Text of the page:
When A Child Kills A Pet
Oh dear. Poor bunny, poor boy, poor you.I echo what Forum Member X says – have a simple burial for bunny to say good bye. And then it’s closed. If your child mentions it – fine. But don’t bring it up again.Your little fellow is WAY too young to be trusted with a small animal. No child under about 6 or 7 – and older for some – should ever, ever be left alone with a small animal. Impulse control is just not a feature in little children – and less so in some. You know your boy can be rough so he has an issue here.
I do not say this to rub your nose in this – but so often people think tiny children can do more than they should ever be expected to do. Even if your son was never rough with his sister, it is putting a huge burden on such a tiny child to give him responsibility which is too heavy to carry. I say all this gently though it might sound harsh. I do not blame you – but now you know.
I actually think the best thing would be to get a new bunny. In this way your son will not carry the doubt about himself in relation to an animal like this. And words are no good in such a situation – he has to experience that he can indeed be around – appropriately – small animals without harming them. He needs to feel carried by his parents so that he does not have to inappropriately rely on capacities which he cannot – and should not – have developed to ensure the animal’s safety and his own behavior.
You must ensure that the rabbit’s cage is such that your son can never get it out by himself – he must always ask. And do not expect that just because you tell him he must ask and he says yes that this has any bearing on his ability to do what he said – as a society we place way too much value on what comes out of a small child’s mouth. We must instead hear and feel behind what a tiny one says and hold the space for him or her because they are not able to do so themselves – not yet. We must hear that by saying yes in such a situation that the child sincerely wants to do the right thing – like all little ones – but cannot yet. And that is where the parent steps in. It is unfair and totally out of touch with the realities of child development to expect that a little tiny child can monitor himself, has the awareness of self, ability to control impulses and self awareness to be able to do this – or that a small child in any way should have those capacities.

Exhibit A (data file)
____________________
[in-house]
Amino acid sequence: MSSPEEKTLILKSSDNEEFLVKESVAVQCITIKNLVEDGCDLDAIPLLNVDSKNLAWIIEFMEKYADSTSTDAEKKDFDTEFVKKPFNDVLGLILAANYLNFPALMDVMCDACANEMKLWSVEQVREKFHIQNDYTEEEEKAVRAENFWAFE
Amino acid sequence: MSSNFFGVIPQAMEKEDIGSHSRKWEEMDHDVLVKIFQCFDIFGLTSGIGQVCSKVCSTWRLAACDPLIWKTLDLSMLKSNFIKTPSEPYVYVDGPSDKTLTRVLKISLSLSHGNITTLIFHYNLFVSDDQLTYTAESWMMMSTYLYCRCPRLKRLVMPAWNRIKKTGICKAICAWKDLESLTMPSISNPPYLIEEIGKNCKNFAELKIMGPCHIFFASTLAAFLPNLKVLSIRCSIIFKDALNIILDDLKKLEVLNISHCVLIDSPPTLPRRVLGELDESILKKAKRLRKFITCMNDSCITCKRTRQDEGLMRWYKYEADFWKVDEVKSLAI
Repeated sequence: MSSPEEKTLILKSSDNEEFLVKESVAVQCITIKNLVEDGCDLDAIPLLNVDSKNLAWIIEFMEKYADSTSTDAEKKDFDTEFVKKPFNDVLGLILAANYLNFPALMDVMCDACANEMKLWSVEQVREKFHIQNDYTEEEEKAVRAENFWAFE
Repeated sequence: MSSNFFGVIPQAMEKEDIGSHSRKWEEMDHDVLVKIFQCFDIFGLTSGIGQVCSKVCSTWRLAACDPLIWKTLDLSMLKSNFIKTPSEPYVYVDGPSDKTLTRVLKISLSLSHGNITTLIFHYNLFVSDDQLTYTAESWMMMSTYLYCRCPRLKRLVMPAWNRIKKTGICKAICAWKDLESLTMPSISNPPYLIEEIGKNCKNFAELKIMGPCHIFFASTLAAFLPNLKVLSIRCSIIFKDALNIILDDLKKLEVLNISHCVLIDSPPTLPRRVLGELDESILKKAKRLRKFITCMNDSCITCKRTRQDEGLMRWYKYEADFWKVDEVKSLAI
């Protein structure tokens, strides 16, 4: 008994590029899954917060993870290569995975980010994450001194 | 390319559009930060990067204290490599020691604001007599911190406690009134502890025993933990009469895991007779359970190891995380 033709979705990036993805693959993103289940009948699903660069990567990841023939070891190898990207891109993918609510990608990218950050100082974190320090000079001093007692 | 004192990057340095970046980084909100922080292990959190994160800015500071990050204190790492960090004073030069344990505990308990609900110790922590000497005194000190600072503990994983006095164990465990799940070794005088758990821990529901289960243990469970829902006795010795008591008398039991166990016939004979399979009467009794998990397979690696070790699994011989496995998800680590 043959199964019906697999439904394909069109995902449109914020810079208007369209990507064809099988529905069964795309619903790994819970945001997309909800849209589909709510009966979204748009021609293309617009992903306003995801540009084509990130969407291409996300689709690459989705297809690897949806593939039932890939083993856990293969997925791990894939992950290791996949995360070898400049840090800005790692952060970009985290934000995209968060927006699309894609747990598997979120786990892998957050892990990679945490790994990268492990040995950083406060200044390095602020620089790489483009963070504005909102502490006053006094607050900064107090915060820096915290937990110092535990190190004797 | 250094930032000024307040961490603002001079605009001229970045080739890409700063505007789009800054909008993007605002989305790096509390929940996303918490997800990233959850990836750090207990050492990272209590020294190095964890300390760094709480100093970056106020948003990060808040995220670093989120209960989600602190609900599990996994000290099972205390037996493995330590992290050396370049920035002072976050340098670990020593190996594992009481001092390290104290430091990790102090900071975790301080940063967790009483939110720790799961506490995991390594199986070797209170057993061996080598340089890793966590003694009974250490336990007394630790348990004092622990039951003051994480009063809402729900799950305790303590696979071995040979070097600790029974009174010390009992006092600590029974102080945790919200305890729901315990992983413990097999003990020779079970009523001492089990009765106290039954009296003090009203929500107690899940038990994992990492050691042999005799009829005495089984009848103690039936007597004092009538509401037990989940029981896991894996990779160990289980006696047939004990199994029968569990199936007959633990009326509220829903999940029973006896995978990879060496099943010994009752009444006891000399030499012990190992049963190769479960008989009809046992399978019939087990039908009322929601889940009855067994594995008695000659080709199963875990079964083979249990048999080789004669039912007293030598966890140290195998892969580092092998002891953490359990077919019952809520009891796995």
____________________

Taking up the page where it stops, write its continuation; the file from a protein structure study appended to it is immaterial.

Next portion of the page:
However, popular parenting advice is riddled with this kind of advice which goes by the Orwellian name of “gentle parenting”. To my mind putting such a load on young children is anything but gentle.
So get that bunny and just take him out to play from time to time. While you hold him, say things like “what a soft and gentle bunny. See how we must stroke his fur like this? We must always be gentle with bunny.” Let your son hold him if he asks – but only while sitting down so if bunny wriggles and your boy lets go – again, perfectly understandable – bunny won’t have far to fall.
Your son might not want to touch the bunny. That’s fine. Don’t push. Just play with the animal yourself and if your boy comes to watch just murmur softly “hello bunny. This is your new home. We know how to be gentle and care for you.” Your son might even come and hit the rabbit – this might be a way he is punishing himself for what he did – and a gesture of “help!” to you. Do NOT get emotional or alarmed if something like this occurs. Just stay centered and say “here, sweetie, this is how we pet the bunny” as if it never happened. Take your little boy’s awful feelings about himself and what happened and transform them.
If your son says anything like “I killed the other bunny” you can say “Yes. That was sad. But now we will be able to care for this bunny and you will know how to be gentle with him.” One doesn’t want to cover up or pretend something didn’t happen – but one also needs to take the emotion out of it (because such a young child can’t) and transform it into a healing possibility. This rabbit remains in your protective sphere.
As for cutting its eyes open – very normal reaction. Don’t buy into it – it is a way of covering up, perhaps his own attempt to push away the hurt. He might also know that this gets a rise out of you and does this to diffuse the situation – and of course all of this is absolutely unconscious. There is no “bad” or “good” here. You do what needs to be done – and never get into his stuff. If he cannot yet show the “right” emotional response, then you do it for him (whilst never pointing this out to him). There are many cases where children of this age seem to not react even to the death of a parent – please always remember that children of this age do not have a sense of “I” and therefore cannot be compassionate in the way which we adults might expect. By 7 or 8 he will be on the way.
Which doesn’t mean that young children don’t do things which look like compassion and even selflessness – but I would say that they are imitating. They are feeling and acting – but not out of self, rather out of what those around them do.
Posted on May 10, 2008 in Family Life and Parenting, Kindergarten (and pre-K)